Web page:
Severe exacerbations and irreversible airflow limitation in asthma

Published Online: June 5, 2015

A subset of asthma patients is known to have rapid loss of lung function despite steroid therapy. There is a great need to define targets for attenuation of the progression of airway obstruction. Severe exacerbations of asthma are periods of excess functional and pathological changes in the airways that have been proposed to induce airway remodeling. A reduced bronchodilator response has been used as a surrogate marker for airway remodeling. However, no prospective study has examined whether severe asthma exacerbations are correlated with the decline in post-bronchodilator forced expiratory volume in 1 second (FEV1) and loss of bronchodilator reversibility (BDR).

In a study recently published in The Journal of Allergy and Clinical Immunology: In Practice, Matsunaga and colleagues explored the changes in FEV1 and BDR in 140 non-smoking patients with well-controlled asthma at baseline and correlated these changes with the frequency of severe asthma exacerbations over a 3-year period. This study demonstrated that the rate of severe asthma exacerbations is correlated with a more rapid decline in FEV1 and loss of BDR, and that there is a significant correlation between the rates of decline in FEV1 and the reductions in BDR that occurred over time. The causality between the asthma exacerbations and loss of lung function is still uncertain. Alternatively, it may be the severity of asthma and/or other patient factors such as asthma treatment and smoking history account for both the exacerbations and the lung function decline. However, the data presented by Matsunaga et al support the hypothesis that asthma exacerbations, representing intermittent periods of intense airway inflammation and excess bronchoconstriction, have a potential role in the progression of airway structural and functional changes leading to irreversible airflow limitation. This suggests that the prevention of asthma exacerbations could have a pivotal role in the attenuation of the long-term adverse consequences of structural and functional changes in the airways.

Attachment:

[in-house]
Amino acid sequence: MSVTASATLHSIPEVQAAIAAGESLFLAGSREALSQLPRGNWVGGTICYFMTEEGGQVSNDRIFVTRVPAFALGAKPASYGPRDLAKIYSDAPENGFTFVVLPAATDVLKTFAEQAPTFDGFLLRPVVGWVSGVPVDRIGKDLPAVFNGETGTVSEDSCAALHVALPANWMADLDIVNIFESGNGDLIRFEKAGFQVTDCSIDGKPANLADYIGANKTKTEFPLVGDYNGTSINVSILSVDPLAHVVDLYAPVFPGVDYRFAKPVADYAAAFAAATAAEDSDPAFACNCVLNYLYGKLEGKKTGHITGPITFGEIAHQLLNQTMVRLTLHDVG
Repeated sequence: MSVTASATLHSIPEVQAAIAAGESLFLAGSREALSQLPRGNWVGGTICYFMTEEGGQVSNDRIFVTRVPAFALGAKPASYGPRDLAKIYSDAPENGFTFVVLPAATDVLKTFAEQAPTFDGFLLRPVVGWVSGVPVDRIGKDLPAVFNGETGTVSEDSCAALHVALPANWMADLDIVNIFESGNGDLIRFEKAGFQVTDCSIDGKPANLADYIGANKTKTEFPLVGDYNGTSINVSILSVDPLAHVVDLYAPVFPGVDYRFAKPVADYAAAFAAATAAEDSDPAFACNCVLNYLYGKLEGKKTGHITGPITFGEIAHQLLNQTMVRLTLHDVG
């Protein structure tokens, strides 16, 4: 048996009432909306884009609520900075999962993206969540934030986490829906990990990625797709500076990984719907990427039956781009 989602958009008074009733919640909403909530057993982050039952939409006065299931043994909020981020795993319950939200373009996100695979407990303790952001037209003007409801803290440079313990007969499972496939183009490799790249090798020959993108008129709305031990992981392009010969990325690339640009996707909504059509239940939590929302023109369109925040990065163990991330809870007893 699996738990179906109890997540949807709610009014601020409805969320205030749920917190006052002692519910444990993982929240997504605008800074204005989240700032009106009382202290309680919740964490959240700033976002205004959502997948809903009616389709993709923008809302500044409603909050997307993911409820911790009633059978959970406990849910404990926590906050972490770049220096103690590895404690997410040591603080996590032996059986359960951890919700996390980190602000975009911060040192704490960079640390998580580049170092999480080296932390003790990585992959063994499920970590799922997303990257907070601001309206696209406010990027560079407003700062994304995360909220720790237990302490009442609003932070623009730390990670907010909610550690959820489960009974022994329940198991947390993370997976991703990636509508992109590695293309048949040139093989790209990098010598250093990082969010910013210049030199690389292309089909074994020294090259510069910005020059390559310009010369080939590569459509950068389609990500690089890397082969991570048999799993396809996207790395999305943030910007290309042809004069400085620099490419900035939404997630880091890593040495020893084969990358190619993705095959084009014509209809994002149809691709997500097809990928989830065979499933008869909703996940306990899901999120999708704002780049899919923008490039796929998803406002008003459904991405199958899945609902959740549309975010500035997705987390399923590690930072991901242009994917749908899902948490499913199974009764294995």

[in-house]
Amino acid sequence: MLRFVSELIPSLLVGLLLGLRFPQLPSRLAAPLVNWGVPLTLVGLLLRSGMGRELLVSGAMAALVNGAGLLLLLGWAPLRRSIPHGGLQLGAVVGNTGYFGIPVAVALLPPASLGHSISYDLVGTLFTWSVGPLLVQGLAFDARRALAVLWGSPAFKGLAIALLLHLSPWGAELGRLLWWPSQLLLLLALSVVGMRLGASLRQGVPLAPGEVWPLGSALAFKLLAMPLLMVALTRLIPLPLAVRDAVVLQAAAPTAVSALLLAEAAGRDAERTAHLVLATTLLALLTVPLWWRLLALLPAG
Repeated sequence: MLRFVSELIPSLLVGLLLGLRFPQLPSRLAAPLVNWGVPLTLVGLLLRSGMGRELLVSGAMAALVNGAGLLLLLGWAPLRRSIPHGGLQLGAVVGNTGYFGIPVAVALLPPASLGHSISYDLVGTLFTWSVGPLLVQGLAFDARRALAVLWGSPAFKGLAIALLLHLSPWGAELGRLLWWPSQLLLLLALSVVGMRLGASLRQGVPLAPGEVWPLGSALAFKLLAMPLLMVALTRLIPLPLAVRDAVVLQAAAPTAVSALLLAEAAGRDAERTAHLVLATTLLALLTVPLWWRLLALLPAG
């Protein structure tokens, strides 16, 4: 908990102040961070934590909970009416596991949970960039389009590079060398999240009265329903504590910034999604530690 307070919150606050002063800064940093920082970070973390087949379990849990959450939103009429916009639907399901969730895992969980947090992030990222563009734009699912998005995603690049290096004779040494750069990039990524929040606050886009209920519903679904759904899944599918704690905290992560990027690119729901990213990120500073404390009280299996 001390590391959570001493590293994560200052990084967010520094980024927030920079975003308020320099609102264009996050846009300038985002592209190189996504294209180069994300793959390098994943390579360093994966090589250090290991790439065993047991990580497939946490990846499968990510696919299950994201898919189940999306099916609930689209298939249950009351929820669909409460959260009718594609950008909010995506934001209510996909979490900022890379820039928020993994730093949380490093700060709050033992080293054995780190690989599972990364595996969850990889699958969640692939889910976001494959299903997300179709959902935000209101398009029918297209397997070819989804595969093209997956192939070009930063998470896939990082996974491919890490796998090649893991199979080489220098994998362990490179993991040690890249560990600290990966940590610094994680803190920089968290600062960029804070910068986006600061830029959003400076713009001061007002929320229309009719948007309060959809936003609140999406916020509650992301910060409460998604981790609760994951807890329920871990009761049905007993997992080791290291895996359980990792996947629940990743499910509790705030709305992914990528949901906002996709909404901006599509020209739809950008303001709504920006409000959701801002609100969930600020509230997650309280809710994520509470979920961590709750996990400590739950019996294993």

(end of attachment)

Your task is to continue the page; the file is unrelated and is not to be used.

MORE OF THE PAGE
The Journal of Allergy and Clinical Immunology: In Practice is an official journal of the AAAAI, focusing on practical information for the practicing clinician.

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